So what do these teachers do? They learn on the job. And that’s where mistakes are made and bad habits are formed.

These bad habits sometimes make them look like “poor” teachers. Many of them are just well intentioned teachers who have never been given the support they needed.

The public are probably very supportive of new regulations that makes it harder for teachers branded “incompetent” from finding a new teaching job. I bid them to see beyond the labels and call on the system to support our teachers rather than replacing them for a newer version of the same thing:

For the first time, schools will be given legal powers to find out whether staff applying for new jobs have previously been subjected to official warnings.

Former employers will be required to disclose any disciplinary action taken against teachers over the last two years to give new schools a more comprehensive picture of their ability.

The regulations – being introduced from this September – come amid fears that too many schools allow weak teachers to leave and find new jobs rather than draw attention to their performance.

In the last decade, just 17 staff in England have been officially struck off for incompetence.

But teachers’ leaders insisted that the regulations would treat teachers “worse than criminals” and force some out of the profession altogether.

Click here to read about how I would solve the problem of the unsupported teacher.

Stripping Summer Holidays and Lengthening School Days is Not a Solution

January 14, 2012

If I wasn’t a teacher I think I would have supported Michael Gove’s push for reduced summer vacation and longer school days. Non-teachers are quick to remind us teachers that our vacation time is too long and our contact hours are just as generous. These same people wouldn’t teach if their life depended on it!

Firstly, while it is true that are holidays are long, we teachers get burnt out by the demands of our job. As much as I love teaching, towards the end of a given term, I am crawling towards the finishing line. Teaching is such a physically and emotionally charged career, it is simply impossible to envisage a 4 week annual holiday like other professions experience.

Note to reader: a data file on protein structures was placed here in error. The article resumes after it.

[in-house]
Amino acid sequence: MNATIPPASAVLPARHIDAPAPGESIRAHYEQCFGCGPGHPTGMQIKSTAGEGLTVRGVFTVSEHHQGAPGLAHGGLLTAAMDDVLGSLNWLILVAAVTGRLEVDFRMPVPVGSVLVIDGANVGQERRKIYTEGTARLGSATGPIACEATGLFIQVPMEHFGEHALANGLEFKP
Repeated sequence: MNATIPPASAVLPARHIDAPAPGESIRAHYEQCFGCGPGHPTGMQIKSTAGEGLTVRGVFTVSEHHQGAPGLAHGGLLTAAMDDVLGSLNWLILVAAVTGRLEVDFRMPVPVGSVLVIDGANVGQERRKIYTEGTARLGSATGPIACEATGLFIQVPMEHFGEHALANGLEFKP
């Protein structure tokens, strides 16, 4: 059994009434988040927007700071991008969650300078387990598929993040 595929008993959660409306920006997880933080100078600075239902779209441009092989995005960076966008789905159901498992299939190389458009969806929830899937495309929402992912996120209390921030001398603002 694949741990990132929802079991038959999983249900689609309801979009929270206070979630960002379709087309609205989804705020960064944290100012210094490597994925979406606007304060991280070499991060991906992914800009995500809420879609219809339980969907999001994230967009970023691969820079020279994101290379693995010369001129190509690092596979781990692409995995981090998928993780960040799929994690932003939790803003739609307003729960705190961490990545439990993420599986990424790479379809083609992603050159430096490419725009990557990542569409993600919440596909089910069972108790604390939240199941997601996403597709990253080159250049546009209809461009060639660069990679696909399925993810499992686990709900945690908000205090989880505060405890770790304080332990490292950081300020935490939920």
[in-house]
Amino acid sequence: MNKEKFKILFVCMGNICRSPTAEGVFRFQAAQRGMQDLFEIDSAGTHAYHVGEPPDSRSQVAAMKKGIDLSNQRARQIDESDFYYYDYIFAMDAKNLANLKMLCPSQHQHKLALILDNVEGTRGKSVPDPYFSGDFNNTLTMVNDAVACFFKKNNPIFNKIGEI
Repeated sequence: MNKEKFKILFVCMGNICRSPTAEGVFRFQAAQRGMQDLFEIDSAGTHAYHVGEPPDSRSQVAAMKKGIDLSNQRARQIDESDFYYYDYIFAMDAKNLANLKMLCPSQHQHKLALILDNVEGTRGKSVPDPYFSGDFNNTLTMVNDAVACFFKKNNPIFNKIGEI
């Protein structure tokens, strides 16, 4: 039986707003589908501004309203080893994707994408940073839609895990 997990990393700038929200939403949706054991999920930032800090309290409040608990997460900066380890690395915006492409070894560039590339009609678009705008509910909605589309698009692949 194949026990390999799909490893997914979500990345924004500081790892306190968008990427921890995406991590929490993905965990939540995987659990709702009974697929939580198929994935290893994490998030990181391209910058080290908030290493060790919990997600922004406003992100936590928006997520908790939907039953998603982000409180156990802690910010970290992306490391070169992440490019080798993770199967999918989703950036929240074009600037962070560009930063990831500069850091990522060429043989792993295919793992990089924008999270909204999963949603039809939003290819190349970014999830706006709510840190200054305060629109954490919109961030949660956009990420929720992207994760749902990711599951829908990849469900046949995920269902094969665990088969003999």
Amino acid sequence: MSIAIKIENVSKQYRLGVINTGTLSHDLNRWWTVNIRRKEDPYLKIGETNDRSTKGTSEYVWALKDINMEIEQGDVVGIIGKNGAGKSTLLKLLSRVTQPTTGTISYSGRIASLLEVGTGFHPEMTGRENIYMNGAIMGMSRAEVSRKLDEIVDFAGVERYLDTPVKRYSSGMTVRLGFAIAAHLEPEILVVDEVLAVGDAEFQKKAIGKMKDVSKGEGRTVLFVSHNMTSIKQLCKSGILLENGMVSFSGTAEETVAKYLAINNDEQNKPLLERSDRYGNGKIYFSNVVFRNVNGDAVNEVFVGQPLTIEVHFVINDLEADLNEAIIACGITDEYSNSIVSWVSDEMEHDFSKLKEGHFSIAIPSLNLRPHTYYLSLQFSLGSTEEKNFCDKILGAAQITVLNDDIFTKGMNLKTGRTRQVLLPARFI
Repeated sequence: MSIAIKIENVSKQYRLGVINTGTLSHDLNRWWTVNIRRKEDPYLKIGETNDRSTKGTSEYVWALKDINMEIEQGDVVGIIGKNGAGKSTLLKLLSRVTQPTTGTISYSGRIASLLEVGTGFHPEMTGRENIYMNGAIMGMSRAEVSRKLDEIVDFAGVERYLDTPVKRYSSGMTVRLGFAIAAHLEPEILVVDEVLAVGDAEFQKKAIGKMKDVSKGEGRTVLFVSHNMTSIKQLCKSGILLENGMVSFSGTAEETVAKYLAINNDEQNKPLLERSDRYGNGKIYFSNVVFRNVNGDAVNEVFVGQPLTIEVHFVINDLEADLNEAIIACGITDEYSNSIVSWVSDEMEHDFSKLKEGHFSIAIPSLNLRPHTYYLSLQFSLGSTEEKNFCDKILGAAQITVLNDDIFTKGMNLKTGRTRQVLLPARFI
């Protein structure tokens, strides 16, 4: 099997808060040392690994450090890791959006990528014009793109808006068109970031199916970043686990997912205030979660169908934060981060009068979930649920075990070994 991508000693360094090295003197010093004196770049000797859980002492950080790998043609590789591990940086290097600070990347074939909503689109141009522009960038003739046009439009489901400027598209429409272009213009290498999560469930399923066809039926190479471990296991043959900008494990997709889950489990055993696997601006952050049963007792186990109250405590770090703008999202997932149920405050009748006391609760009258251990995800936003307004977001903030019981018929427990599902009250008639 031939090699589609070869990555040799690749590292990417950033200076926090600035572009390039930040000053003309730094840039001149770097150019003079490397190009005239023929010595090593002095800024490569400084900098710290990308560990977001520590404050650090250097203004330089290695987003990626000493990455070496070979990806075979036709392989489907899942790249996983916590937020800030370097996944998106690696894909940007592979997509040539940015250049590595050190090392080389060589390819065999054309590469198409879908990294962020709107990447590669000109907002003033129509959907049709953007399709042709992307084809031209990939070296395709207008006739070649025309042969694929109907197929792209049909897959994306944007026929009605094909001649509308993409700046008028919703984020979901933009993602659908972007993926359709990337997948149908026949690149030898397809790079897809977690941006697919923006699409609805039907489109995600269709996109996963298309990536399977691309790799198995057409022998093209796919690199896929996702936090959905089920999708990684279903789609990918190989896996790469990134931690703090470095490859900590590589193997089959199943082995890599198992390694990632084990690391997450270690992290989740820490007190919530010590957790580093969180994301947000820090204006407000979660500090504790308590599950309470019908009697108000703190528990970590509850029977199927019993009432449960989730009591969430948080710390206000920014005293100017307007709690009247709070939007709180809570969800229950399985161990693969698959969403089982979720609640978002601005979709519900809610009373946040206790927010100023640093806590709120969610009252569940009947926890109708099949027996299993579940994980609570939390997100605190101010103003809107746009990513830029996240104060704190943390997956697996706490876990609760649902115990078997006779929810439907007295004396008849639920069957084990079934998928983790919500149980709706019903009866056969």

Secondly, our working hours do not stop at the end of day bell. Unlike many other professions, teachers are expected to take their work with them. From planning and marking to writing reports, teachers are forever working. This includes night, weekends and yes, holidays!

Michael Gove seems to think that quality will come with quantity. I am not so sure:

The school day could be extended and summer holidays reduced, Michael Gove, the Education Secretary, said yesterday.

Under the proposals for the extended day, pupils could remain in school between 7.30am and 5.30pm and attend on Saturdays, with an extra two weeks potentially being added to school terms.

Over a five-year period, the extended hours would mean pupils gained as much as a year’s worth of extra education, allowing them to take vocational subjects in addition to their exam material.

Asked how this would affect teachers, he said: “If you love your job then there is, I think, absolutely nothing to complain about in making sure you have more of a chance to do it well.”

Mr Gove said the move would benefit “poorer children from poorer homes”, who “lose learning over the long summer holidays”.

Mr. Gove’s assertion that if teachers loved their jobs they would have nothing to complain about is quite insensitive and offensive. I love my job and do the best that I can. But I have limitations. I feel that if I was teaching in England, this proposal would burn me out earlier and more severely. I find it very sad that the Education secretary is so out of touch with teaching and the demands of a modern-day teacher.